Oysters, Cheese and Sauces - who knew but chefs, fishmongers and dairy people?

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Oysters, Cheese and Sauces - who knew but chefs, fishmongers and dairy people?

Beach Oysters - Photo Sawmill Bay  Shellfish Co.Oysters, Cheese and Sauces - who knew these things but chefs, fishmongers and dairy people?

I was reviewing my to-do list of items I  said I would follow up on from previous stories.  In reverse chronological sequence, these are three of the items.

1. Oysters: After recently eating oysters at Cork and Fin, I was curious about the effect of different methods of cultivating oysters.
2. Cheese: Our recent tasting of Soft-ripened Bloomy Rind Cheeses had prompted questions from our tasters like  "how are Camembert and Brie different anyway?"
3. Sauces: And way back in April when we were cooking low carb dishes and I made a Mornay sauce to accompany shrimp, I promised to summarize different sauce names for the non-chefs among us who don't remember the difference between Bearnaise and Hollandaise.

So here goes with some foodie trivia:
Part I: The appetizer - Oysters:

Read Island Gem - Photo Sawmill Bay  Shellfish Co.When our server at Cork and Fin mentioned that Read Island and Sawmill  Bay oysters were the same species but grown differently, I realized how ignorant I was about the various oyster names that appear on a menu and wanted to find out more about  oyster and oyster culture. Here is what I gleaned from the websites of the BC Shellfish Grower's Association and the Canadian Aquaculture Industry Alliance.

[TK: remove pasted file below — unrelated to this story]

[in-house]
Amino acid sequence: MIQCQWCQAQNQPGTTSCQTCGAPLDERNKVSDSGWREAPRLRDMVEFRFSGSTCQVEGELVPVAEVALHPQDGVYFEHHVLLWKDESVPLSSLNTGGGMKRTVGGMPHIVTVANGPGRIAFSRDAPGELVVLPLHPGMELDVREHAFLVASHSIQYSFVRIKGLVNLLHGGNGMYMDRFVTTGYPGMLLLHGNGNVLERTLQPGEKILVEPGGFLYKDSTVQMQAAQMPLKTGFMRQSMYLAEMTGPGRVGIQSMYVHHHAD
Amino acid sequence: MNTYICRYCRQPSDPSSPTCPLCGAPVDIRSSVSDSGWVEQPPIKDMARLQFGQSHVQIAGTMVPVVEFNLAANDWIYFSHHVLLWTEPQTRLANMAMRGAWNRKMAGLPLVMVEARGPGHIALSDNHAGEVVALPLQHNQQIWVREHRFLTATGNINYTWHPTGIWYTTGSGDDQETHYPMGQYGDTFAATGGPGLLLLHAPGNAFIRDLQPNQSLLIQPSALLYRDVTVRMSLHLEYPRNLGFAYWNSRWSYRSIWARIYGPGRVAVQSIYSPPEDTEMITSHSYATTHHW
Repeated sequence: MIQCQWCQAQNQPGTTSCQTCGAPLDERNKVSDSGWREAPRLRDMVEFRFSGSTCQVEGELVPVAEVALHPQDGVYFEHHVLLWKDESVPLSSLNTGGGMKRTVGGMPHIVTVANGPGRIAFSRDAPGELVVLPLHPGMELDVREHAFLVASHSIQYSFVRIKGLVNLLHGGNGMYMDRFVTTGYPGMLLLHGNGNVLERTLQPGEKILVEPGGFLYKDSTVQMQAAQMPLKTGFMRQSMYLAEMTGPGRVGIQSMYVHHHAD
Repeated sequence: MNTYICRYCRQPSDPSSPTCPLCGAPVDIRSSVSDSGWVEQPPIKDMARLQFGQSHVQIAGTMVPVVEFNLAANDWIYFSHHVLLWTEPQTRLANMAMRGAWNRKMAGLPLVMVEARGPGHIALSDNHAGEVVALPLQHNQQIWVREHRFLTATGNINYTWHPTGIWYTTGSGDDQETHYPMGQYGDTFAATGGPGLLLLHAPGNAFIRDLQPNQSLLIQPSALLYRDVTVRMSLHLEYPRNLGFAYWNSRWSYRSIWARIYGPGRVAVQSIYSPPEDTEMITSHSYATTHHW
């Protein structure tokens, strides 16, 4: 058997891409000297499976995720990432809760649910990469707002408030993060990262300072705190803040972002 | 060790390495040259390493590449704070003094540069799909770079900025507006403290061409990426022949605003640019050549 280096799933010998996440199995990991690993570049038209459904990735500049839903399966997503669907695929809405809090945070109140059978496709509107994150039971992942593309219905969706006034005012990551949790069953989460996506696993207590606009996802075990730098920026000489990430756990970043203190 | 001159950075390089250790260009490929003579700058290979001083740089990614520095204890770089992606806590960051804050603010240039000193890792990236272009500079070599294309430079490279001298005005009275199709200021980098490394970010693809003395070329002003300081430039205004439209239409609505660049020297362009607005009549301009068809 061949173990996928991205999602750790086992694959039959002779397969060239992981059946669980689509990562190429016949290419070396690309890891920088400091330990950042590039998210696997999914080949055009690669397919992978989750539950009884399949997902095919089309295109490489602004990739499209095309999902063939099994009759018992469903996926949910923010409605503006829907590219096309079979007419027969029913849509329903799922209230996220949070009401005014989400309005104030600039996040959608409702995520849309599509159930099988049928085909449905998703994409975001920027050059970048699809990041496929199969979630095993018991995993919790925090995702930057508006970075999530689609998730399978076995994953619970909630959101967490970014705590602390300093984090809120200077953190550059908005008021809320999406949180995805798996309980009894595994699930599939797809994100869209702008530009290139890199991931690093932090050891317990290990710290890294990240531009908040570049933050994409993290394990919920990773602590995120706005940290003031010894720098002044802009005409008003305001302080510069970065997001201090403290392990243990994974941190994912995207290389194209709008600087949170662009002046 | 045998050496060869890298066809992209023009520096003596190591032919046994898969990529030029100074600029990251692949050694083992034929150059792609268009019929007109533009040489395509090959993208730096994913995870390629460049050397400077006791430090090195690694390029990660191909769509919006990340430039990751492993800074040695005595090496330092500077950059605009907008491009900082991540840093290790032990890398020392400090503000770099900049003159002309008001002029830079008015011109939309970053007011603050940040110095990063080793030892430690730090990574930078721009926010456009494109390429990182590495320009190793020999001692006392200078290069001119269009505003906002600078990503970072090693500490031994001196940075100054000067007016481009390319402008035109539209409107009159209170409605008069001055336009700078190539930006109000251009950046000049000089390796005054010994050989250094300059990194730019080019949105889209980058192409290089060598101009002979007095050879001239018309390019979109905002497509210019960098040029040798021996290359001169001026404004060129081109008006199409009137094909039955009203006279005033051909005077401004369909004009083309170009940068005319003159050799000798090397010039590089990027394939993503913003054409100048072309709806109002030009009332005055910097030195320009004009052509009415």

Sawmill Bay GemOn the Canadian West Coast the primary species farmed is the PACIFIC Oyster (Crassostrea gigas). In Atlantic Canada - New Brunswick, Prince Edward Island and Nova Scotia - the primary oyster species farmed is the AMERICAN oyster (Crassostrea virginica)– also called Atlantic, Malpeque or Eastern oyster. They quote 2006 statistics - BC produces 60% of Canadian oysters.

The tray system. Photo Sawmill Bay  Shellfish Co.Oyster larvae are collected and kept in a circulating water tank until they form miniature oysters called oyster seeds. When the  seeds are large enough they are transferred into the ocean to fully develop.  They may be cultured in beach or seabed (the oldest form of oyster farming), tube or raft systems. Steve Pocock of Sawmill Bay Shellfish Company kindly allowed me to use pictures from their website to illustrate this story.

At Sawmill Bay on Read Island the oysters are raised in "pristine, glacier-fed waters.  Approximately half of their production are beach oysters, that "feed with the ebb and flow of the tides" thus spending part of their life out of the water. Those are the Sawmill Bay Beach (6-8 cms long) or Beach Gems (5-6 cms).

The Read Island and Read Island Gems are raised in a deep water tray system so they are continuously immersed, and have a milder sweeter flavour than the beach oysters.

I wondered whether the Gems were smaller because they were harvested earlier but according to Steve Po cock "the gems are generally a younger oyster ---but some oysters are quicker growers than others just like us humans and so age is not the whole answer."

As my fingers walked or maybe danced around the net I happened on a neat website called oysterguide. One of the pages is an list of about 200 oyster appellations. I think most were from the States but next time you are at an oyster bar, you can check and see if the critter you are eating is on the list - and then see where it came from.

Well I ran out of time and space so Sauces and Cheese will get a posting to themselves. Watch this space.

Part II: The entree - Sauces:

Part I: The dessert - Soft cheeses